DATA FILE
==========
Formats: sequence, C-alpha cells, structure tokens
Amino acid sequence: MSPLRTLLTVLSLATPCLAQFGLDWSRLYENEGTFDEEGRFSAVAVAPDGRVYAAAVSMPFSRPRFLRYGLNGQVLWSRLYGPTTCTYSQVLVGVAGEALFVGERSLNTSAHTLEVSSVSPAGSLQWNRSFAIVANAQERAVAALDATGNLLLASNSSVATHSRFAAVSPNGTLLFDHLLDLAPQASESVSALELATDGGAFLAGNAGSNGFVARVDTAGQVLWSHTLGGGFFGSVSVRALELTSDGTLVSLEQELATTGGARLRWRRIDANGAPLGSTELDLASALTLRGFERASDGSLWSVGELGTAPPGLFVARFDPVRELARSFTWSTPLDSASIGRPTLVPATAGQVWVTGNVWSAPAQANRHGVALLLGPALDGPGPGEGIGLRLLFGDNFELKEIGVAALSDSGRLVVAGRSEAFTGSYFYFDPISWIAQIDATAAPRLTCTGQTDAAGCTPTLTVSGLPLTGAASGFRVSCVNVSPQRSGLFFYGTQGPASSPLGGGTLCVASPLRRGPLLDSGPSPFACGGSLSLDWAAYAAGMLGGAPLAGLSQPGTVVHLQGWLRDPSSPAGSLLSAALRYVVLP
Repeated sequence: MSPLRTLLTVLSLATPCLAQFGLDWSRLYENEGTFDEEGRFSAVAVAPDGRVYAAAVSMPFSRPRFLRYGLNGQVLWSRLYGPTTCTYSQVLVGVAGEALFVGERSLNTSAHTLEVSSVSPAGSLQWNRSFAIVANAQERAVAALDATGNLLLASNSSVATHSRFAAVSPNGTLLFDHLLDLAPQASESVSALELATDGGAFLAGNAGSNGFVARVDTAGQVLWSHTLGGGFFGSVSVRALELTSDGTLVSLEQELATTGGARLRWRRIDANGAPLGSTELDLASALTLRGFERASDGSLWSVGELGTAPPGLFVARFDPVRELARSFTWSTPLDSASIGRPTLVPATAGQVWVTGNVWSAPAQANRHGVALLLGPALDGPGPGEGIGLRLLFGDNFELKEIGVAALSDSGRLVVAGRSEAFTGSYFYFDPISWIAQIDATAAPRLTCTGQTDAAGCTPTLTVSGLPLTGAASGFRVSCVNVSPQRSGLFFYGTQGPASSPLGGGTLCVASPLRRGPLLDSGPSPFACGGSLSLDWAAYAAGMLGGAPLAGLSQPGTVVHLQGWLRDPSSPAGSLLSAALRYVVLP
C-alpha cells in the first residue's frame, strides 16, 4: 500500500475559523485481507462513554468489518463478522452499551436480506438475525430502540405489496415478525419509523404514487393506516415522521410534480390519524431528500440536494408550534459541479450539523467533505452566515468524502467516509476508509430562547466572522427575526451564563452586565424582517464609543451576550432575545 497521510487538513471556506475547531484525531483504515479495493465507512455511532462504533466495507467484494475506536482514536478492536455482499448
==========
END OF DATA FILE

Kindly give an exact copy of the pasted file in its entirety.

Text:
Formats: sequence, C-alpha cells, structure tokens
Amino acid sequence: MSPLRTLLTVLSLATPCLAQFGLDWSRLYENEGTFDEEGRFSAVAVAPDGRVYAAAVSMPFSRPRFLRYGLNGQVLWSRLYGPTTCTYSQVLVGVAGEALFVGERSLNTSAHTLEVSSVSPAGSLQWNRSFAIVANAQERAVAALDATGNLLLASNSSVATHSRFAAVSPNGTLLFDHLLDLAPQASESVSALELATDGGAFLAGNAGSNGFVARVDTAGQVLWSHTLGGGFFGSVSVRALELTSDGTLVSLEQELATTGGARLRWRRIDANGAPLGSTELDLASALTLRGFERASDGSLWSVGELGTAPPGLFVARFDPVRELARSFTWSTPLDSASIGRPTLVPATAGQVWVTGNVWSAPAQANRHGVALLLGPALDGPGPGEGIGLRLLFGDNFELKEIGVAALSDSGRLVVAGRSEAFTGSYFYFDPISWIAQIDATAAPRLTCTGQTDAAGCTPTLTVSGLPLTGAASGFRVSCVNVSPQRSGLFFYGTQGPASSPLGGGTLCVASPLRRGPLLDSGPSPFACGGSLSLDWAAYAAGMLGGAPLAGLSQPGTVVHLQGWLRDPSSPAGSLLSAALRYVVLP
Repeated sequence: MSPLRTLLTVLSLATPCLAQFGLDWSRLYENEGTFDEEGRFSAVAVAPDGRVYAAAVSMPFSRPRFLRYGLNGQVLWSRLYGPTTCTYSQVLVGVAGEALFVGERSLNTSAHTLEVSSVSPAGSLQWNRSFAIVANAQERAVAALDATGNLLLASNSSVATHSRFAAVSPNGTLLFDHLLDLAPQASESVSALELATDGGAFLAGNAGSNGFVARVDTAGQVLWSHTLGGGFFGSVSVRALELTSDGTLVSLEQELATTGGARLRWRRIDANGAPLGSTELDLASALTLRGFERASDGSLWSVGELGTAPPGLFVARFDPVRELARSFTWSTPLDSASIGRPTLVPATAGQVWVTGNVWSAPAQANRHGVALLLGPALDGPGPGEGIGLRLLFGDNFELKEIGVAALSDSGRLVVAGRSEAFTGSYFYFDPISWIAQIDATAAPRLTCTGQTDAAGCTPTLTVSGLPLTGAASGFRVSCVNVSPQRSGLFFYGTQGPASSPLGGGTLCVASPLRRGPLLDSGPSPFACGGSLSLDWAAYAAGMLGGAPLAGLSQPGTVVHLQGWLRDPSSPAGSLLSAALRYVVLP
C-alpha cells in the first residue's frame, strides 16, 4: 500500500475559523485481507462513554468489518463478522452499551436480506438475525430502540405489496415478525419509523404514487393506516415522521410534480390519524431528500440536494408550534459541479450539523467533505452566515468524502467516509476508509430562547466572522427575526451564563452586565424582517464609543451576550432575545 497521510487538513471556506475547531484525531483504515479495493465507512455511532462504533466495507467484494475506536482514536478492536455482499448